Such naivete is debunked through this post. Well done.

kyledeb Author Profile Page said:

Thanks for stopping by mimi. I hear you on the repeating misinformation, which is why I'm so glad that yave wrote this post. This is definitely one to bookmark and file away to target the anti-migrant trolls out there.

I'm a citizen married to a noncitizen for 7 years with one of those situations that wasn't so easy to get residency... we have just been told to wait until imigration policies change but it feels like it just keeps getting worse. Thank you for writing this.

kyledeb Author Profile Page said:

Thank you for stopping by, Simplemente Maria. One of the most important things we can do as bloggers is to make people like yourself feel like they're not alone. I imagine that you have problems of your own to deal with, but I hope that you're able to stop by again.

Dre Dreams said:

This post and a few other blogs that I gained the links to, add facts to things I already could distinguish but could not express quite as eloquently. "My ancestors came here -legally-" and "why dont you just leave and come back legally"...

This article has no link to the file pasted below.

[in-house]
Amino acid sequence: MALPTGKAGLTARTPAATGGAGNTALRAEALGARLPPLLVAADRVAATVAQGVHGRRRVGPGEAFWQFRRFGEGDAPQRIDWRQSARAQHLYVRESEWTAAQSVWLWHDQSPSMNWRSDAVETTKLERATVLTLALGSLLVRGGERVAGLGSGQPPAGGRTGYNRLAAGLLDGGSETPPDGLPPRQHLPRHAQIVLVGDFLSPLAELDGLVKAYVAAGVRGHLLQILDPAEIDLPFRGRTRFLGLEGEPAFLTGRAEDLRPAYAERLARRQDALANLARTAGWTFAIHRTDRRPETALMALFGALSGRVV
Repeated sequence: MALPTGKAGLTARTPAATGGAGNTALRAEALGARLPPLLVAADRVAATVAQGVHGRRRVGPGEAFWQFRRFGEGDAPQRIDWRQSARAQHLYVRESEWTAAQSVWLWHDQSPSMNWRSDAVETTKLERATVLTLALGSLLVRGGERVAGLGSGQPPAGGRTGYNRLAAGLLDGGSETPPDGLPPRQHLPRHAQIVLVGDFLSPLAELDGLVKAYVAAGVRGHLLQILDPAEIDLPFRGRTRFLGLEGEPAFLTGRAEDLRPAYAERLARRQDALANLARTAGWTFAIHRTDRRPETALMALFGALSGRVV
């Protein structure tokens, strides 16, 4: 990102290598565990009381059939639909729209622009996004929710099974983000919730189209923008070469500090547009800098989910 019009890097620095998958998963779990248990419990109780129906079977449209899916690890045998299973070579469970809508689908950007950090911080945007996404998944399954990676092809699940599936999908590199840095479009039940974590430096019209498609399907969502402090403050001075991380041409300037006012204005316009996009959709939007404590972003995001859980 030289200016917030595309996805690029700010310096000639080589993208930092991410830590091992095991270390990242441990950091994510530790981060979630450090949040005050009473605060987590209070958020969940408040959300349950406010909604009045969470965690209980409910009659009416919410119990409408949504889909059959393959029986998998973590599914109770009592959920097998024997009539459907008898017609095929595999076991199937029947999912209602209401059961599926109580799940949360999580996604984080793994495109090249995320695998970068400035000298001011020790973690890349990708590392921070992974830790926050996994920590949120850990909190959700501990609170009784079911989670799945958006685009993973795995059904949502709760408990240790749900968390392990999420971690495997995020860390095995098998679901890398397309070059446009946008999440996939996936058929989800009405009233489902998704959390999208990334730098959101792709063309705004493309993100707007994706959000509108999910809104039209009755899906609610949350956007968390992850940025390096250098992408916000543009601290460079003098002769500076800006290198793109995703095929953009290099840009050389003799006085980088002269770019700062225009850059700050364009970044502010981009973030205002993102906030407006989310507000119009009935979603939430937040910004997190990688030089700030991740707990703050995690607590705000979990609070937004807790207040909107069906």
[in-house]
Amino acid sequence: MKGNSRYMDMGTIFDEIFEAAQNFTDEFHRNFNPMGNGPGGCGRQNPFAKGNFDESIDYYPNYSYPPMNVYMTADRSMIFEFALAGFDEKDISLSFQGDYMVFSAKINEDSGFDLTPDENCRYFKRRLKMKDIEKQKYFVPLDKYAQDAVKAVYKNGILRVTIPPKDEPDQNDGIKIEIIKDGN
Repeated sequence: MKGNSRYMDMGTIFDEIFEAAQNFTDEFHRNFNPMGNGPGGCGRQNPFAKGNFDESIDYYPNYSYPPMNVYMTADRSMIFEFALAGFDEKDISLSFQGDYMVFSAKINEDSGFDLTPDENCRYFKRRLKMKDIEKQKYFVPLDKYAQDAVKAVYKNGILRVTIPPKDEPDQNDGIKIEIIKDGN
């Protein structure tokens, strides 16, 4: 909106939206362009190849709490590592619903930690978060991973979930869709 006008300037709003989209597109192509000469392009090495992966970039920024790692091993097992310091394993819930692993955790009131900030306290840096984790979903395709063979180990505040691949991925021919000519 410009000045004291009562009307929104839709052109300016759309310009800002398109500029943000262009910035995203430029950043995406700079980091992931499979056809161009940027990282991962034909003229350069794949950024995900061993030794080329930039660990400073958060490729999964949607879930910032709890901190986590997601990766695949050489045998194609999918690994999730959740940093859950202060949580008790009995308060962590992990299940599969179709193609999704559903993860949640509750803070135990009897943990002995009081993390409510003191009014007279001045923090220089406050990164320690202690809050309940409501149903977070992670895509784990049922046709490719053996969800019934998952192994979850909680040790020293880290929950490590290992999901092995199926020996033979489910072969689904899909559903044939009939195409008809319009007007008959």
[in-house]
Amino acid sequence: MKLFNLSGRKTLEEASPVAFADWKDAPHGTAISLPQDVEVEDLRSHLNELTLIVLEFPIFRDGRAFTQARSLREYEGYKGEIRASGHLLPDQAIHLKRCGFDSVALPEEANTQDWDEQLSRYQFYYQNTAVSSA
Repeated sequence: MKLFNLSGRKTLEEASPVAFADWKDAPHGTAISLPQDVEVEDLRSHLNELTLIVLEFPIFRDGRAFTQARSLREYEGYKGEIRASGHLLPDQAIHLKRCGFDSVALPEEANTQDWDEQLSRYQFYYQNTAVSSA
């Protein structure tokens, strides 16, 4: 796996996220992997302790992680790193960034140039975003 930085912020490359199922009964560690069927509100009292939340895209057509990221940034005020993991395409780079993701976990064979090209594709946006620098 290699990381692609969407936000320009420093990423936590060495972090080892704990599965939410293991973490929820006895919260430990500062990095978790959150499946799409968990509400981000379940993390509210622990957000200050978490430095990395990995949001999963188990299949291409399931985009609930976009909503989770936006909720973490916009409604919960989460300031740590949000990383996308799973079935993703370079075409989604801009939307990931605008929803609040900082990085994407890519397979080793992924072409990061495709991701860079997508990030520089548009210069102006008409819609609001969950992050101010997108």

Knowing the laws in place and its consequences brings such a broader viewpoint and a much more emotional side to this issue of immigration.
"Get in line"
I pray for patience every time I see or hear that phrase and I rue the day I come in contact with someone who belligerently says that- cuz I imagine myself ruining my clean record by hitting em! But I will work from now to never have it happen or just avoid occasions like that - only children resort to fighting out their disagreements. :-)
Thank you so much for the post and organizing the information. It will prove useful in dealing with the many anti-immigration advocates who find it entertaining to visit blogs and websites just to post hate filled comments.

About this Entry

This page contains a single entry by David Bennion published on March 2, 2008 11:54 PM.

No More Hate: Pro-Migrant Roundup was the previous entry in this blog.

Reshaping the Debate: Pro-Migrant Round-up is the next entry in this blog.